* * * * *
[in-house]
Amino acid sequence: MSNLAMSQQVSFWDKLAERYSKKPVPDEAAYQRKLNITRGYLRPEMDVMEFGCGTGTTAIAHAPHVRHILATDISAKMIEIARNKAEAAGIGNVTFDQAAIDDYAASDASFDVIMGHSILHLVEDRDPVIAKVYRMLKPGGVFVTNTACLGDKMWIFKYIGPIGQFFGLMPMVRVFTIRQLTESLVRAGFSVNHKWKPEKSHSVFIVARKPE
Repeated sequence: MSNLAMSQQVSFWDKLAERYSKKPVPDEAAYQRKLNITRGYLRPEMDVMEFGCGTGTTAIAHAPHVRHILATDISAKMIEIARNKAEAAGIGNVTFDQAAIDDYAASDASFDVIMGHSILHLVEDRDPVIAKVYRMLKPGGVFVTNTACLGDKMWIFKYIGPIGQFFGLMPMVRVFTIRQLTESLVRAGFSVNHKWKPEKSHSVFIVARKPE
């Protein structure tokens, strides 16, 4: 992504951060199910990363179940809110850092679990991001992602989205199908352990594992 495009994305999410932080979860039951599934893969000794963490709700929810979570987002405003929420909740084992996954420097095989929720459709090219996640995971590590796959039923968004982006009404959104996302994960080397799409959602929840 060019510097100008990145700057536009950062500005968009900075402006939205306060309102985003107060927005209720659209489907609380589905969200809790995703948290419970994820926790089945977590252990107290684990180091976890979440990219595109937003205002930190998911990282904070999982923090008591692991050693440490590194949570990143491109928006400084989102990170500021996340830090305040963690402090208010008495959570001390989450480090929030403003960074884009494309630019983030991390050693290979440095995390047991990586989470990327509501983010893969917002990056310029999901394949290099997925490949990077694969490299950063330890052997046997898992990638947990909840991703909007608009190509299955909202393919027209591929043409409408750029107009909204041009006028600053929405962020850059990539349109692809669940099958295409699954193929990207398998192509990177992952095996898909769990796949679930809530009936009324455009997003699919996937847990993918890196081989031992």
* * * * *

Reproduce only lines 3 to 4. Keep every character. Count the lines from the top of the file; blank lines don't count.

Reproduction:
Repeated sequence: MSNLAMSQQVSFWDKLAERYSKKPVPDEAAYQRKLNITRGYLRPEMDVMEFGCGTGTTAIAHAPHVRHILATDISAKMIEIARNKAEAAGIGNVTFDQAAIDDYAASDASFDVIMGHSILHLVEDRDPVIAKVYRMLKPGGVFVTNTACLGDKMWIFKYIGPIGQFFGLMPMVRVFTIRQLTESLVRAGFSVNHKWKPEKSHSVFIVARKPE
């Protein structure tokens, strides 16, 4: 992504951060199910990363179940809110850092679990991001992602989205199908352990594992 495009994305999410932080979860039951599934893969000794963490709700929810979570987002405003929420909740084992996954420097095989929720459709090219996640995971590590796959039923968004982006009404959104996302994960080397799409959602929840 060019510097100008990145700057536009950062500005968009900075402006939205306060309102985003107060927005209720659209489907609380589905969200809790995703948290419970994820926790089945977590252990107290684990180091976890979440990219595109937003205002930190998911990282904070999982923090008591692991050693440490590194949570990143491109928006400084989102990170500021996340830090305040963690402090208010008495959570001390989450480090929030403003960074884009494309630019983030991390050693290979440095995390047991990586989470990327509501983010893969917002990056310029999901394949290099997925490949990077694969490299950063330890052997046997898992990638947990909840991703909007608009190509299955909202393919027209591929043409409408750029107009909204041009006028600053929405962020850059990539349109692809669940099958295409699954193929990207398998192509990177992952095996898909769990796949679930809530009936009324455009997003699919996937847990993918890196081989031992």